CP: I would love to, but in the coming year I'm not sure what my obligations will be yet, promoting Fight Club 2. But I would love to work with David again.
BS: James Franco – whose literary cinematic ventures have been hit or miss lately – snatched up the rights to take Rant to the big screen. Have you talked with him yet about it?
CP: No, no – not at all. We're like two tweets that just keep passing in the night.
BS: When you worked with Fincher on Fight Club, was there a lot of back-and-forth between the two of you, or just a lot of trust in him with your story in his hands?
CP: There was a lot of back-and-forth except in terms of casting. Fincher had been so set on Helena Bonham Carter [to play the role of Marla Singer], and I was fixated on the idea of Courtney Love doing it. I'm glad David got his way.
BS: You don't think [that role and character] would've had the same effect if it was Courtney instead?
CP: I don't think so. I think that Courtney might have been swamped by being with two such good actors. Helena, I think, is one of the few actresses that can really hold her own with Edward and Brad.
BS: The sequel to Fight Club comes out next year. Why now – nearly twenty years after we're all left looking forward to getting Tyler Durden back? What made the timing right for 2015?
CP: Three reasons. I was getting a lot of pressure from friends to do a sequel and to do it as a graphic novel. And this seemed like a very attractive project that I could do with a group of people instead of working in isolation.
The second reason, I just did not realize that I was going to have to be talking about Fight Club for the rest of my life, so it just makes sense to continue the story so that I don't get bored talking about Fight Club for the rest of my life.
The third reason was that Fight Club was so critical of fathers that I wanted the chance to make the narrator a father and to show him failing just as badly as a father as he had felt his father had failed him. That seemed like a terrific thing to depict.
BS: Anthony Burgess had commented once in a forward to A Clockwork Orange that he didn't think that it was his best novel but that it's the one everyone seemingly wanted to talk about, and that as an author, you're at the behest of your readers' opinions of what they think your best novel is, not what you think your best novel is. What do you think your best novel to date has been?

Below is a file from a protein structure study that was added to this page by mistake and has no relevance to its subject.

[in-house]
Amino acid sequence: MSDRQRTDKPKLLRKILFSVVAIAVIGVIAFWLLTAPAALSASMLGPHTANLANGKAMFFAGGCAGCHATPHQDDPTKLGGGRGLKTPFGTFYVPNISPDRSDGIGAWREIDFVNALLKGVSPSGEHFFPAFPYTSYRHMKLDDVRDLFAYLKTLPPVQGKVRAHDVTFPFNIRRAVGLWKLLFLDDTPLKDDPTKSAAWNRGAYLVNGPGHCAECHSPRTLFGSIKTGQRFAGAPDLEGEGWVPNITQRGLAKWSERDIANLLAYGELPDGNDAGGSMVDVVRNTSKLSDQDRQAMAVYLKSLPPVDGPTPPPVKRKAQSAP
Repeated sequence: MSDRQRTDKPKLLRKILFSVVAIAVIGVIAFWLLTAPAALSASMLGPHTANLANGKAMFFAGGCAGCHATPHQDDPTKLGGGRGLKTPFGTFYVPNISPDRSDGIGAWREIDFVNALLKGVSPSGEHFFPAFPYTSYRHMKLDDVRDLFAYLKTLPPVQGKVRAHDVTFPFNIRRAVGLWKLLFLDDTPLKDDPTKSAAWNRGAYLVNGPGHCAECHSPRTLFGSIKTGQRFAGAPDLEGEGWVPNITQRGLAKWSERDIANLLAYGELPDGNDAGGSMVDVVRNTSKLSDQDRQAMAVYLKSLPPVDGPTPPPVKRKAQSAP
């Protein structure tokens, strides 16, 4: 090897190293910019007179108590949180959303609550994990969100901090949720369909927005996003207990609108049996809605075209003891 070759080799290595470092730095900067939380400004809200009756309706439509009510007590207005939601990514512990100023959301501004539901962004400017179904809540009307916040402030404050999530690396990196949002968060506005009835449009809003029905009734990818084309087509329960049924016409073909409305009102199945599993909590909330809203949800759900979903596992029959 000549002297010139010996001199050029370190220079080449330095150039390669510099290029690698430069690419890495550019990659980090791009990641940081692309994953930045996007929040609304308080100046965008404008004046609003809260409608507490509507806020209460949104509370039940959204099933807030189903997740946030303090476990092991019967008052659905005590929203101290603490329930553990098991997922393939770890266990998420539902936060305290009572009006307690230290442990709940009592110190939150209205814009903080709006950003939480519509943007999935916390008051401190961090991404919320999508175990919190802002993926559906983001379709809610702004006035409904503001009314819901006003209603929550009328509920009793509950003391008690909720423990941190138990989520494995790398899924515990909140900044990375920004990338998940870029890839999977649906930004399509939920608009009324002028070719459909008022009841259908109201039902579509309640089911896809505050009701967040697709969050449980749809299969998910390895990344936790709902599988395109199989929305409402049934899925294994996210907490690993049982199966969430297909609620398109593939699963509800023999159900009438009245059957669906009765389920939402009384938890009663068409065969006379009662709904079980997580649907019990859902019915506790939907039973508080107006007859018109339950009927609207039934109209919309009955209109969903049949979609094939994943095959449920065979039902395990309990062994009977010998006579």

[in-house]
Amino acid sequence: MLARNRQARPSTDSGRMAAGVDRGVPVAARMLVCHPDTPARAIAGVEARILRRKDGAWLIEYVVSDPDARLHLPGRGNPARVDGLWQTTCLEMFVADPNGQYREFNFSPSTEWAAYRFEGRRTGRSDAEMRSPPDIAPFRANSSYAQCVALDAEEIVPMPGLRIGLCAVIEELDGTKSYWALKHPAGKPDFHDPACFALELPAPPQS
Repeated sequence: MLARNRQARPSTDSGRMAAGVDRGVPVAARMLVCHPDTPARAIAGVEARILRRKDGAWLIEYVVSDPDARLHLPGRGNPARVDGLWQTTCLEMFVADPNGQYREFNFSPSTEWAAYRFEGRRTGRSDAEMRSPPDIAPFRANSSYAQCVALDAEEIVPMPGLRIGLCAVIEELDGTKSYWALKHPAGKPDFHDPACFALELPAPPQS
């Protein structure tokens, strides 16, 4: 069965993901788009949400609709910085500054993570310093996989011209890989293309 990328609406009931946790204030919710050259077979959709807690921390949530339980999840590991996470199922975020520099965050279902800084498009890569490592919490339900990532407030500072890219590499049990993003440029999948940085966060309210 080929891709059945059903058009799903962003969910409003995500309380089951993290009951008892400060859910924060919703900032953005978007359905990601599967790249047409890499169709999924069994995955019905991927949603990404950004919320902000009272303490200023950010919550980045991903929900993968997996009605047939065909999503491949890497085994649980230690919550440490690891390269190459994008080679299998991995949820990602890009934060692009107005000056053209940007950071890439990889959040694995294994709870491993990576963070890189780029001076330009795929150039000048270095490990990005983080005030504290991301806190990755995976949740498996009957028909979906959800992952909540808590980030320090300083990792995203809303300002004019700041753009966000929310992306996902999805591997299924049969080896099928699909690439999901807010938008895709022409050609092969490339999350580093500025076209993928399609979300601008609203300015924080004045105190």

CP: To tell the truth, I am so enamored with Beautiful You. Before that, I loved Pygmy because it had that intentionally broken language. Beautiful You is just as broken, but it's broken in a different way; it's not writing to be clear and to be beautiful and eloquent – it's writing really to get things wrong and there's so much fun in that.
BS: It seems like you're still having a lot of fun. One of the things I sense in your earlier work is a blue-collar angst that seems to come from your background – these blue-collar characters who struggle against the ordinary world. How do you feel that's changed as you find greater success and find your own world so different now?
CP: Part of it all always goes back to a punk-rock sensibility – that no matter what I'm trying to write, I'm trying to mess up the language, chop it up and make it abrasive. And to tell the truth, my more recent books have featured characters who are isolated, cut off, because that's how I've felt more and more in recent years. Damned had the character alone in lavish situations, Beautiful You definitely has a character alone in that Parisian penthouse quite a bit, and I guess that's because I find myself alone in these luxury hotel rooms a lot these days.
BS: Do you find that that's daunting to be on the road so much? How does that affect you as a working writer just looking to get back to writing?
CP: Boy… [Long pause]. Sometimes, it's fantastic, and the lack of sleep and misery of being on the road really spurs new ways of thinking. But as I grow older, I'm miserable a lot of time [Laughs]. That's kind of a lame answer – I wish I could give you a better answer.
BS: John Waters had talked about that grind of being on the road touring, bouncing from hotel room to hotel room. He had talked about the grueling pace of it all and that he had gotten in the habit of going to bed early and waking up early before anyone else was awake so that he could work on new material before the rest of the world came knocking.
CP: Yeah. And I live in a house that's up in the woods – mostly isolated – and I can live for days without television, or music, or radio, and those are the times that I can get the most work done. Just this past Sunday, I think I worked sixteen hours straight working on a seven-page addition to the Fight Club graphic novel script that re-writes the end of the book. It's going to be published as [part of Free Comic Book Day].